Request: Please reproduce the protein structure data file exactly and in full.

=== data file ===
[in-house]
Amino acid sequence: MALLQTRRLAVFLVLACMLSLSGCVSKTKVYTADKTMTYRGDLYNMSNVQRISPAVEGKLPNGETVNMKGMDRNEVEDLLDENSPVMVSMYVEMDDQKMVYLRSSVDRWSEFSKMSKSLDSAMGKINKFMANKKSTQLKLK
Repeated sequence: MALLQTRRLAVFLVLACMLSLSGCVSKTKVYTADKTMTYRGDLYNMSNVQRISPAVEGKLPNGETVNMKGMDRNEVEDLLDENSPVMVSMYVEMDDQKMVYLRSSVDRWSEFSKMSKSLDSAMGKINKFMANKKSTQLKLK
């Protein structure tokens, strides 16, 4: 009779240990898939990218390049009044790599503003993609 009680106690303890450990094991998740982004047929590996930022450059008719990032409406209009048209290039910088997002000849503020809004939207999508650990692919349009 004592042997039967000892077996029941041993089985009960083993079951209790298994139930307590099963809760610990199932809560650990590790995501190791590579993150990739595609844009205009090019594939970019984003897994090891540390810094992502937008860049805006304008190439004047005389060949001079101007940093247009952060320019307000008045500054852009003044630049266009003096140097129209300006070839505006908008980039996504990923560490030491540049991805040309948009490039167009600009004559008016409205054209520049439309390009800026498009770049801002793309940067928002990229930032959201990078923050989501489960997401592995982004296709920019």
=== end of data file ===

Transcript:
[in-house]
Amino acid sequence: MALLQTRRLAVFLVLACMLSLSGCVSKTKVYTADKTMTYRGDLYNMSNVQRISPAVEGKLPNGETVNMKGMDRNEVEDLLDENSPVMVSMYVEMDDQKMVYLRSSVDRWSEFSKMSKSLDSAMGKINKFMANKKSTQLKLK
Repeated sequence: MALLQTRRLAVFLVLACMLSLSGCVSKTKVYTADKTMTYRGDLYNMSNVQRISPAVEGKLPNGETVNMKGMDRNEVEDLLDENSPVMVSMYVEMDDQKMVYLRSSVDRWSEFSKMSKSLDSAMGKINKFMANKKSTQLKLK
């Protein structure tokens, strides 16, 4: 009779240990898939990218390049009044790599503003993609 009680106690303890450990094991998740982004047929590996930022450059008719990032409406209009048209290039910088997002000849503020809004939207999508650990692919349009 004592042997039967000892077996029941041993089985009960083993079951209790298994139930307590099963809760610990199932809560650990590790995501190791590579993150990739595609844009205009090019594939970019984003897994090891540390810094992502937008860049805006304008190439004047005389060949001079101007940093247009952060320019307000008045500054852009003044630049266009003096140097129209300006070839505006908008980039996504990923560490030491540049991805040309948009490039167009600009004559008016409205054209520049439309390009800026498009770049801002793309940067928002990229930032959201990078923050989501489960997401592995982004296709920019």